AMD today has announced that they will be making a pair of consumer product presentations in October. The chipmaker, who has been fairly quiet since the spring, will be holding events for both their consumer Ryzen CPU and Radeon GPU product segments. Dubbing the events “A New Journey Begins”, the company will be announcing the first products based on their eagerly anticipated Zen 3 CPU architecture and RDNA 2 GPU architecture.

Leading the charge will be AMD’s CPU division. On October 8th at noon Eastern, the company will be presenting their Zen 3-based Ryzen desktop processors. AMD’s CEO, Dr. Lisa Su, will be among the presenters.

Following that up just under 3 weeks later will be AMD’s Radeon presentation, which again is at noon Eastern. There the company will be showing off its first products based on the company’s forthcoming RDNA 2 GPU architecture. Meanwhile, tipping their hand a bit early on naming, AMD has confirmed that this will be called the Radeon RX 6000 series.

Next Generation Ryzen Desktop Processors – 10/8, 12 p.m. ET

We are incredibly excited to invite you to learn more about the next wave of Ryzen desktop processors with “Zen 3” architecture, taking our PC gaming and content creation leadership to new heights. Dr. Lisa Su and other AMD senior executives will kick-off this new journey for “Zen 3” and AMD Ryzen at 12 p.m. ET, October 8th.

Next Generation Radeon Graphics – 10/28, 12 p.m. ET

Preparing to delight gamers globally with the next horizon of Radeon Graphics, we invite you to learn more about our RDNA 2 architecture, Radeon RX 6000 series graphics cards, and our deep collaboration with game developers and ecosystem partners who will help us bring the best of Radeon to gamers. Tune in for the reveal of the future of Radeon PC gaming at 12 p.m. ET, October 28th.

AMD hasn’t disclosed any other details about these events at this time, but over the last several months the manufacturer has shared bits and pieces of information relating to its upcoming chip architectures. Based on AMD’s roadmaps, Ryzen Zen 3 processors will be built on an improved version of TSMC’s 7nm process, most likely TSMC’s N7P process given AMD’s comments clarifying that they aren’t committing to EUV for 7nm. Otherwise, for the moment AMD is remaining tight-lipped on the Zen 3 architecture itself, though given that AMD isn’t going to get the benefits of a full node shrink, we’re expecting Zen 3 to deliver some interesting and meaningful architectural improvements over Zen 2.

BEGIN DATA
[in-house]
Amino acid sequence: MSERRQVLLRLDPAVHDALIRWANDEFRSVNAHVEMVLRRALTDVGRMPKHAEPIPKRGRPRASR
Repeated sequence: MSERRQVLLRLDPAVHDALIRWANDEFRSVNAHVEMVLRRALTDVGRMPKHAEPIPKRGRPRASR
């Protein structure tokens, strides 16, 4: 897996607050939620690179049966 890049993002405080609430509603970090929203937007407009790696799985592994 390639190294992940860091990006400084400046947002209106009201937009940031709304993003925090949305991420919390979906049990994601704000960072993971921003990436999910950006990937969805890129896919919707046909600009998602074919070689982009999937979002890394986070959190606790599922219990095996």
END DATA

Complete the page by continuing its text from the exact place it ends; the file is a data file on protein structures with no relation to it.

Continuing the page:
Meanwhile on the graphics front, AMD and partners have previously confirmed that RDNA 2 will be a DirectX 12 Ultimate (feature level 12_2) compliant GPU architecture, meaning that AMD will be making significant changes to the graphics side of their GPU designs. The Navi 2x family of GPUs will gain support for ray tracing, variable rate shading, and other features that will put AMD’s new GPUs at parity with the competition, both for consoles and PCs. Meanwhile from a performance standpoint, AMD is aiming for a hefty 50% jump in performance-per-watt, which could potentially eliminate the efficiency gap with NVIDIA. As well, the company has previously promised a high-end "top-of-stack" GPU for 4K gaming, so we're expecting some ambitious performance goals from AMD.

Be sure to check in on October 8th and October 28th for more details on AMD’s next generation of consumer parts!

Source: AMD

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  • shabby - Wednesday, September 9, 2020 - link

    That's understandable, but not buying a mobo just because of a fan is less understandable. Reply
  • inighthawki - Wednesday, September 9, 2020 - link

    Eh, back in the day motherboards with active cooling fans were known to be not so reliable. I can understand if they had similar worries. Reply
  • Qasar - Wednesday, September 9, 2020 - link

    i have yet to even hear the fan on my x570 based board, i even put a piece of paper in it to see if it was even running after playing a game or encoding a vid via handbrake, not a sound. Reply
  • inighthawki - Wednesday, September 9, 2020 - link

    The concern here would be reliability, not sound. Reply
  • Qasar - Thursday, September 10, 2020 - link

    i have some old A64 boards still in use, that have a chipset fan on them, still spinning nice an quiet. Reply
  • lmcd - Thursday, September 10, 2020 - link

    Not the same age but my X79 extreme4-m doesn't have any issues ~10 years later with its mobo fan. Reply
  • wr3zzz - Wednesday, September 9, 2020 - link

    You better start backing up everything if you can hear that tiny chipset fan. It's usually the last gasp just before the death of MB. Reply
  • Makaveli - Thursday, September 10, 2020 - link

    Were not in the 90's anymore! Reply
  • wr3zzz - Thursday, September 10, 2020 - link

    Yeah, it's not the 90s then why is a there still a fan on my chipset!? Reply
  • Makaveli - Thursday, September 10, 2020 - link

    Because it produces heat and the AMD thought it was a good idea. The quality of fans are much higher quality now than back in the day. And you don't really have a choice either go B550 or go intel. Reply

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